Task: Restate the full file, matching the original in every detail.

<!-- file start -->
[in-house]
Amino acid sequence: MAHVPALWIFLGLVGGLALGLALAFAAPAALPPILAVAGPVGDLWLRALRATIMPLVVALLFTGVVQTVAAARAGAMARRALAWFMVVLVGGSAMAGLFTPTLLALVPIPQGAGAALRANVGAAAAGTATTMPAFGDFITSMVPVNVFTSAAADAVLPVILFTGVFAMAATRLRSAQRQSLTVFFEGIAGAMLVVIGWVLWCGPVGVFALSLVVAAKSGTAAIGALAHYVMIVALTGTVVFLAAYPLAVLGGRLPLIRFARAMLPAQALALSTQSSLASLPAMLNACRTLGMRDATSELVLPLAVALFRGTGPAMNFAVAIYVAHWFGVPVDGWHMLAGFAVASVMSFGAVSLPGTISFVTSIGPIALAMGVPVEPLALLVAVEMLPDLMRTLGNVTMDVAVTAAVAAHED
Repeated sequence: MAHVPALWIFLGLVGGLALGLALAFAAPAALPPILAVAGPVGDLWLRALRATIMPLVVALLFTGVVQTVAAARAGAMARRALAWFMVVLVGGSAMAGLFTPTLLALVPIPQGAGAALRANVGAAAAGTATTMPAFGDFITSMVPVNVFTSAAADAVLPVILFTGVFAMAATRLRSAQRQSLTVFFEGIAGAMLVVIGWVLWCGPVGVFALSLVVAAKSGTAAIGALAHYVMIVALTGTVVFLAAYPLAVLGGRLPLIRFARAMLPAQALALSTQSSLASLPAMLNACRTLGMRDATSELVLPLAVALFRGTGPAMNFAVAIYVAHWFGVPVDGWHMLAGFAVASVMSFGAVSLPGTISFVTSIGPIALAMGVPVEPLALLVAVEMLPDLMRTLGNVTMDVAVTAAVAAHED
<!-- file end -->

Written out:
[in-house]
Amino acid sequence: MAHVPALWIFLGLVGGLALGLALAFAAPAALPPILAVAGPVGDLWLRALRATIMPLVVALLFTGVVQTVAAARAGAMARRALAWFMVVLVGGSAMAGLFTPTLLALVPIPQGAGAALRANVGAAAAGTATTMPAFGDFITSMVPVNVFTSAAADAVLPVILFTGVFAMAATRLRSAQRQSLTVFFEGIAGAMLVVIGWVLWCGPVGVFALSLVVAAKSGTAAIGALAHYVMIVALTGTVVFLAAYPLAVLGGRLPLIRFARAMLPAQALALSTQSSLASLPAMLNACRTLGMRDATSELVLPLAVALFRGTGPAMNFAVAIYVAHWFGVPVDGWHMLAGFAVASVMSFGAVSLPGTISFVTSIGPIALAMGVPVEPLALLVAVEMLPDLMRTLGNVTMDVAVTAAVAAHED
Repeated sequence: MAHVPALWIFLGLVGGLALGLALAFAAPAALPPILAVAGPVGDLWLRALRATIMPLVVALLFTGVVQTVAAARAGAMARRALAWFMVVLVGGSAMAGLFTPTLLALVPIPQGAGAALRANVGAAAAGTATTMPAFGDFITSMVPVNVFTSAAADAVLPVILFTGVFAMAATRLRSAQRQSLTVFFEGIAGAMLVVIGWVLWCGPVGVFALSLVVAAKSGTAAIGALAHYVMIVALTGTVVFLAAYPLAVLGGRLPLIRFARAMLPAQALALSTQSSLASLPAMLNACRTLGMRDATSELVLPLAVALFRGTGPAMNFAVAIYVAHWFGVPVDGWHMLAGFAVASVMSFGAVSLPGTISFVTSIGPIALAMGVPVEPLALLVAVEMLPDLMRTLGNVTMDVAVTAAVAAHED